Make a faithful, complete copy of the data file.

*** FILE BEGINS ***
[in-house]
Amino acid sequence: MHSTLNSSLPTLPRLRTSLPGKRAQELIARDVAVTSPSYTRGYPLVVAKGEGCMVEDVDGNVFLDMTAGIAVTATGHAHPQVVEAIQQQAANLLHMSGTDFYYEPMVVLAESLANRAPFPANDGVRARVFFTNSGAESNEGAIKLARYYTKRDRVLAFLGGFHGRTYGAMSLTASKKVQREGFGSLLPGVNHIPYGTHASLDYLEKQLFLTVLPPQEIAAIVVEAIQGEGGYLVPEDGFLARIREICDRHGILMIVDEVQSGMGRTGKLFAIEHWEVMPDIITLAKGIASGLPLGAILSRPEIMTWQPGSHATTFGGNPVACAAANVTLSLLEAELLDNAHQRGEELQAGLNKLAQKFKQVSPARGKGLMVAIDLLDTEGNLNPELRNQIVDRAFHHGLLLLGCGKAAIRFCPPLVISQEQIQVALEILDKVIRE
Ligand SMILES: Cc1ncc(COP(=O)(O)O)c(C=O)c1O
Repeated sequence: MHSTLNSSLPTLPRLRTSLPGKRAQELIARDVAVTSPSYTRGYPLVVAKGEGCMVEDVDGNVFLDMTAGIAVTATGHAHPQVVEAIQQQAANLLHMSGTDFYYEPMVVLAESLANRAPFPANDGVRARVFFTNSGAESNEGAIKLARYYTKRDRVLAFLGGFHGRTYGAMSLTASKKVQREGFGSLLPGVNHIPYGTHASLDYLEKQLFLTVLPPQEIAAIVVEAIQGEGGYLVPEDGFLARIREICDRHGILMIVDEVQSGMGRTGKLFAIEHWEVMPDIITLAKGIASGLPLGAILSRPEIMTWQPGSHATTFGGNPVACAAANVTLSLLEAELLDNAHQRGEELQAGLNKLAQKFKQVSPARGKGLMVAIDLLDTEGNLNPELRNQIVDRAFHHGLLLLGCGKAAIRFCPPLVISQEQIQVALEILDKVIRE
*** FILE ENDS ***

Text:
[in-house]
Amino acid sequence: MHSTLNSSLPTLPRLRTSLPGKRAQELIARDVAVTSPSYTRGYPLVVAKGEGCMVEDVDGNVFLDMTAGIAVTATGHAHPQVVEAIQQQAANLLHMSGTDFYYEPMVVLAESLANRAPFPANDGVRARVFFTNSGAESNEGAIKLARYYTKRDRVLAFLGGFHGRTYGAMSLTASKKVQREGFGSLLPGVNHIPYGTHASLDYLEKQLFLTVLPPQEIAAIVVEAIQGEGGYLVPEDGFLARIREICDRHGILMIVDEVQSGMGRTGKLFAIEHWEVMPDIITLAKGIASGLPLGAILSRPEIMTWQPGSHATTFGGNPVACAAANVTLSLLEAELLDNAHQRGEELQAGLNKLAQKFKQVSPARGKGLMVAIDLLDTEGNLNPELRNQIVDRAFHHGLLLLGCGKAAIRFCPPLVISQEQIQVALEILDKVIRE
Ligand SMILES: Cc1ncc(COP(=O)(O)O)c(C=O)c1O
Repeated sequence: MHSTLNSSLPTLPRLRTSLPGKRAQELIARDVAVTSPSYTRGYPLVVAKGEGCMVEDVDGNVFLDMTAGIAVTATGHAHPQVVEAIQQQAANLLHMSGTDFYYEPMVVLAESLANRAPFPANDGVRARVFFTNSGAESNEGAIKLARYYTKRDRVLAFLGGFHGRTYGAMSLTASKKVQREGFGSLLPGVNHIPYGTHASLDYLEKQLFLTVLPPQEIAAIVVEAIQGEGGYLVPEDGFLARIREICDRHGILMIVDEVQSGMGRTGKLFAIEHWEVMPDIITLAKGIASGLPLGAILSRPEIMTWQPGSHATTFGGNPVACAAANVTLSLLEAELLDNAHQRGEELQAGLNKLAQKFKQVSPARGKGLMVAIDLLDTEGNLNPELRNQIVDRAFHHGLLLLGCGKAAIRFCPPLVISQEQIQVALEILDKVIRE